Palestine Pulse

Israel's spastic shifts in fishing zones endanger Palestinians

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Article Summary
Israel continues to reduce and expand the allowable fishing zones off the Gaza Strip, as its gunboats target Palestinian fishermen.

GAZA CITY, Gaza Strip — Israeli gunboats opened fire on Palestinian fishing boats near al-Sudaniya, northwest of the Gaza Strip, the Union of Agricultural Work Committees (UAWC) said Nov. 23. The boats were within the allowed fishing area, according to the union, but Israel changes the zones erratically and sometimes with no warning.

On Nov. 19, Israel informed Palestinian authorities that sardine fishing boats were allowed access up to 15 nautical miles from the Zahra area in central Gaza Strip to Rafah in the south. But Israel banned the use of smaller motorboats, which are essential to catch sardines. Zakaria Bakr, head of the UAWC Fishermen Committees, told Al-Monitor these small boats are used to lure sardines to the water surface by lamplight and into the fishermen's nets. 

Fishermen consider this decision an Israeli attempt to present itself as committing to an Egyptian-brokered truce without actually doing so.

Israeli authorities had reduced the fishing zone to 3 nautical miles (5.56 kilometers) and announced Nov. 12 a full naval closure on the Gaza Strip. On Nov. 15, they again allowed fishermen access to the zone, up to 6 nautical miles (11.1 kilometers) from the northern Gaza Strip to the port of Gaza, gradually increasing up to 15 nautical miles (27.8 kilometers) from the Rafah port in the south.

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UAWC estimates the fishing sector has suffered direct losses of $7,000 as a result of Israel targeting the fishing boats, as well as indirect losses from denying fishermen access to the sea.

Bakr told Al-Monitor that on Nov. 19, Israeli authorities allowed sardine boats into the fishing area. Earlier, only large boats — known as trawlers — were allowed in a zone of up to 15 nautical miles.

“Sardine fishing boats in Gaza number 100, with at least one smaller boat sailing along. Meanwhile, there are 12 trawlers allowed within 15 nautical miles. Those do not need lighting,” Bakr said.

He stressed that Israel is using the frequent changes to prevent Palestinians from securing food.

“During the last round of military escalation (Nov. 12-15), Israel issued five decisions on the fishing zone,” he said.

“The first decision was on Nov. 12, when it announced a full naval closure. On the same day, it decided to close the sea only from the north, all the way to the port of Gaza. It allowed a fishing area up to 6 nautical miles from the Gaza port all the way to the south of the coastal enclave. On the next day, the sea was completely closed again without any official decision, but two fishing boats [within the permissible fishing zone] were shot at. A few hours later, fishermen were allowed into the fishing zone up to 6 nautical miles. On the morning of the last day of escalation, the fishing zone was restored to 15 miles."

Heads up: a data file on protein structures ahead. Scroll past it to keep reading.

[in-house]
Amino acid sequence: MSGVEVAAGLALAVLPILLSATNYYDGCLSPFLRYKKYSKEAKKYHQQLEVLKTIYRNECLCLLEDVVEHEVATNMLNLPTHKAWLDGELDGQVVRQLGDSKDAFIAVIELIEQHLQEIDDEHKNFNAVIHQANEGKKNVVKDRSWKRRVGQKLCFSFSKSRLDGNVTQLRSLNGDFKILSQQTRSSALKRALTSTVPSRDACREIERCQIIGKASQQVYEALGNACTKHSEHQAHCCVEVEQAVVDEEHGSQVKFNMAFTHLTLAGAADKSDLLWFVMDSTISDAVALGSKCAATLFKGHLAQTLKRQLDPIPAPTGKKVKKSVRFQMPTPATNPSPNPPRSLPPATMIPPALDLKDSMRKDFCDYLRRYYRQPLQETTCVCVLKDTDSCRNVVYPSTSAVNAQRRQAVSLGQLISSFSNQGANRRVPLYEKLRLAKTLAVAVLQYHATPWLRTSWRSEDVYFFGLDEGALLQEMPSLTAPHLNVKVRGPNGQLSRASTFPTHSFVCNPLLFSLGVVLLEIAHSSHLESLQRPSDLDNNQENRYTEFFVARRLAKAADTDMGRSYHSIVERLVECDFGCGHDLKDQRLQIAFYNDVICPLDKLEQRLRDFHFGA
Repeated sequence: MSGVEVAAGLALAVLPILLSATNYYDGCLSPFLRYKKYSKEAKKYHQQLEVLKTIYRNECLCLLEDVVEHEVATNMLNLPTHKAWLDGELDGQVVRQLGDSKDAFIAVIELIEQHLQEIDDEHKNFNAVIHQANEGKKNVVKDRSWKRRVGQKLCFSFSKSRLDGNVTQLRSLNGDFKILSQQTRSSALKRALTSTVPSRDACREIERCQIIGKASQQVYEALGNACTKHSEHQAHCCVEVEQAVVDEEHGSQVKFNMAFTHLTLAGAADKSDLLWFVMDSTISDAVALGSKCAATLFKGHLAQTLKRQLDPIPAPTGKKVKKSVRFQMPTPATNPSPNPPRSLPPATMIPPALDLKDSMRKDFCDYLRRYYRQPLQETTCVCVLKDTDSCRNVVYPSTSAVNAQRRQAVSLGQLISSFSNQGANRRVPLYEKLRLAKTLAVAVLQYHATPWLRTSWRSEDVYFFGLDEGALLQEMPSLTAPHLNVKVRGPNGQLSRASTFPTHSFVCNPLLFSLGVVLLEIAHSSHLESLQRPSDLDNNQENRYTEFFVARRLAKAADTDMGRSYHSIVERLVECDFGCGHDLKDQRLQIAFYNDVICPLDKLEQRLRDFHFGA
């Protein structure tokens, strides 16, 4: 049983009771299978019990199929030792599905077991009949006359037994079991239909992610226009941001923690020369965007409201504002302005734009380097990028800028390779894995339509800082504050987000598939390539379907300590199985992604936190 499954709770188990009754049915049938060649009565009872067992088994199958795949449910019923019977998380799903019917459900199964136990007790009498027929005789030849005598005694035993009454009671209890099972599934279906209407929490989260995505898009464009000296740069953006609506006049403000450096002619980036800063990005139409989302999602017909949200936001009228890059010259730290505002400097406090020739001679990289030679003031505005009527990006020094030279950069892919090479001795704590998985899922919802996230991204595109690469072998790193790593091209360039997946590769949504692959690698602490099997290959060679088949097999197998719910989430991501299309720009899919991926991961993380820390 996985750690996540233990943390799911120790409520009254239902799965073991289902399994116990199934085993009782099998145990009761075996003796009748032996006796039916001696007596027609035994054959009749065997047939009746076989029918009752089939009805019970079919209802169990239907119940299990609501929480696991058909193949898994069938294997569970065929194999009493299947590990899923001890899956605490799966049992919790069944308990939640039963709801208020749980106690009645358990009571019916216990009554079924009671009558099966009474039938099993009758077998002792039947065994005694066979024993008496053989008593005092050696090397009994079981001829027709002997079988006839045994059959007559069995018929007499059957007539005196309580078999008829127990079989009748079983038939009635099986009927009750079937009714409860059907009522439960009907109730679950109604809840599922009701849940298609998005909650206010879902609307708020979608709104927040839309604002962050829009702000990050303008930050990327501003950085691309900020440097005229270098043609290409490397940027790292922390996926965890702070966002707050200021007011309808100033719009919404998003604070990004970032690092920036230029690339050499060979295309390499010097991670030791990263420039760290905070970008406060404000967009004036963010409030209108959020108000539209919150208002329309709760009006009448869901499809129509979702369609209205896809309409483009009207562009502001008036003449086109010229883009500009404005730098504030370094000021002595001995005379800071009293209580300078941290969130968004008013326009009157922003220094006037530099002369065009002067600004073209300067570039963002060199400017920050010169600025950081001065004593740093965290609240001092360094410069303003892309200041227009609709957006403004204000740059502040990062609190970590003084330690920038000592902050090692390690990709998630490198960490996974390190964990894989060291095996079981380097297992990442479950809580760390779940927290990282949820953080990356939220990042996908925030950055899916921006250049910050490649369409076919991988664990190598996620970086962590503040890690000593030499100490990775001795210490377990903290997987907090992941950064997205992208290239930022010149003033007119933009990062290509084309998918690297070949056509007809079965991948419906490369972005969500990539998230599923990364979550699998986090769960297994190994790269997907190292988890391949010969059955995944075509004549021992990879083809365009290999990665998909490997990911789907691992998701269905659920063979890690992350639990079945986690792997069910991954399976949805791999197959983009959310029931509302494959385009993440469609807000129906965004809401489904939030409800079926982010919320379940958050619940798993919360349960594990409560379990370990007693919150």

Of note, the Gaza Strip fishing zone was expanded to a maximum of 15 miles at the beginning of April for the first time in 20 years, as per the first phase of the Egyptian-brokered truce reached at the end of March between Israel and Hamas.

Since then, Israel has reduced and expanded the fishing zone between 6 and 15 nautical miles about 20 times, linking it to marches and protests along the Gaza-Israel border. The zone changes have resulted in substantial losses for the fishermen.

The fishermen, however, still hope the zone will be expanded to 20 miles, as outlined in the 1994 Oslo Accord, which Israel has been violating since 1996.

Nizar Ayyash, head of the Palestinian Fishermen's Association in Gaza, told Al-Monitor, “Every time changes are made to the allowable fishing zone, fishermen lose either their nets or their boats, as Israel sinks all fishing tools in the restricted fishing area. This is not to mention firing at fishermen, while many have difficulties to return to their shores when they lose their boats.”

Ayyash said they aspire to the fishing zone as outlined in the Oslo Accord along the Gaza Strip, as well as international protection for fishermen and the entry of all fishing equipment and spare material into the coastal enclave.

Fisherman Darwish al-Assi told Al-Monitor that the Israeli decisions cause heavy losses for the fishermen, who rely on their daily catch.

Al-Mezan Center for Human Rights in the Gaza Strip issued Oct. 15 a fact sheet confirming that the fishing sector is increasingly deteriorating and that since August 2015, Israel has killed five fishermen, wounded 105 and arrested 374.

Entsar Abu Jahal is a Palestinian journalist covering current events. She is currently pursuing a master's in journalism and works with several local and Arab journals, as well as various local stations.

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